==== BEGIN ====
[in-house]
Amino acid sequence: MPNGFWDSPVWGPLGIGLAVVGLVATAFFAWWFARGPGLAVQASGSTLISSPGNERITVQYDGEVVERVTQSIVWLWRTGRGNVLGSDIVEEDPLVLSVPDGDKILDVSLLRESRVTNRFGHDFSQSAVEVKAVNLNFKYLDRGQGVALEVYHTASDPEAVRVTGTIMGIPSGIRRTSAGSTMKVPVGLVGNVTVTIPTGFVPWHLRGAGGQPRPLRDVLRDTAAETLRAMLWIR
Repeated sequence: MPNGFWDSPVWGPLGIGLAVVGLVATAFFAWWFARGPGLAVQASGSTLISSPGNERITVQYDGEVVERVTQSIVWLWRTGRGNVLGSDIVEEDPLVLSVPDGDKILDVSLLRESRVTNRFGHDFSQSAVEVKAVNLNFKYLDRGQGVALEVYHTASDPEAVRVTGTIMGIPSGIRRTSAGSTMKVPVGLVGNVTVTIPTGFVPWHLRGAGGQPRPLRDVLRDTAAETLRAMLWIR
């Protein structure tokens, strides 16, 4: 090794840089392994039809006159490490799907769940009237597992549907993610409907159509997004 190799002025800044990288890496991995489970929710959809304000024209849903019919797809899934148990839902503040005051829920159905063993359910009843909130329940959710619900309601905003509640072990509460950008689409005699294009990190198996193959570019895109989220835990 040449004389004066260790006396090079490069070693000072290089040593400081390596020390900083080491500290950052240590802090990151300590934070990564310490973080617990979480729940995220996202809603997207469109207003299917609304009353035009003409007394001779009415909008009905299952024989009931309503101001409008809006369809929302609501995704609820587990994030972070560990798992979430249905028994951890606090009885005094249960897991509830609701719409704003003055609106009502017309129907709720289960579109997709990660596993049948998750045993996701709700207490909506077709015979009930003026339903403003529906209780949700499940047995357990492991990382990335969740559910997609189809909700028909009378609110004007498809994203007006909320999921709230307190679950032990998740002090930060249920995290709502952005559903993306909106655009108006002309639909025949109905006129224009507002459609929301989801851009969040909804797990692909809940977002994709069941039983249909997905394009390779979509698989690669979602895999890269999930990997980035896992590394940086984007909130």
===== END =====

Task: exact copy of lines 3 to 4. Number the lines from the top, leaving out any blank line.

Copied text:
Repeated sequence: MPNGFWDSPVWGPLGIGLAVVGLVATAFFAWWFARGPGLAVQASGSTLISSPGNERITVQYDGEVVERVTQSIVWLWRTGRGNVLGSDIVEEDPLVLSVPDGDKILDVSLLRESRVTNRFGHDFSQSAVEVKAVNLNFKYLDRGQGVALEVYHTASDPEAVRVTGTIMGIPSGIRRTSAGSTMKVPVGLVGNVTVTIPTGFVPWHLRGAGGQPRPLRDVLRDTAAETLRAMLWIR
């Protein structure tokens, strides 16, 4: 090794840089392994039809006159490490799907769940009237597992549907993610409907159509997004 190799002025800044990288890496991995489970929710959809304000024209849903019919797809899934148990839902503040005051829920159905063993359910009843909130329940959710619900309601905003509640072990509460950008689409005699294009990190198996193959570019895109989220835990 040449004389004066260790006396090079490069070693000072290089040593400081390596020390900083080491500290950052240590802090990151300590934070990564310490973080617990979480729940995220996202809603997207469109207003299917609304009353035009003409007394001779009415909008009905299952024989009931309503101001409008809006369809929302609501995704609820587990994030972070560990798992979430249905028994951890606090009885005094249960897991509830609701719409704003003055609106009502017309129907709720289960579109997709990660596993049948998750045993996701709700207490909506077709015979009930003026339903403003529906209780949700499940047995357990492991990382990335969740559910997609189809909700028909009378609110004007498809994203007006909320999921709230307190679950032990998740002090930060249920995290709502952005559903993306909106655009108006002309639909025949109905006129224009507002459609929301989801851009969040909804797990692909809940977002994709069941039983249909997905394009390779979509698989690669979602895999890269999930990997980035896992590394940086984007909130």